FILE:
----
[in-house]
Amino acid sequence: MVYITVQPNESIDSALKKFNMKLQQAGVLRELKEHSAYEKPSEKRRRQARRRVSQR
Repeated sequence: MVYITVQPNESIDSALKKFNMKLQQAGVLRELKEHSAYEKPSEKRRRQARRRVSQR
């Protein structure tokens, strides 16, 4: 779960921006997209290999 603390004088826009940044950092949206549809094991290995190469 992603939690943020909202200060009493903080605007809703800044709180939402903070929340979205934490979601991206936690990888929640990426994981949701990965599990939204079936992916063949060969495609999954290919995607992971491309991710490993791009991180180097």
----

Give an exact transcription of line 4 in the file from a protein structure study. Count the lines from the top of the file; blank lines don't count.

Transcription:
């Protein structure tokens, strides 16, 4: 779960921006997209290999 603390004088826009940044950092949206549809094991290995190469 992603939690943020909202200060009493903080605007809703800044709180939402903070929340979205934490979601991206936690990888929640990426994981949701990965599990939204079936992916063949060969495609999954290919995607992971491309991710490993791009991180180097």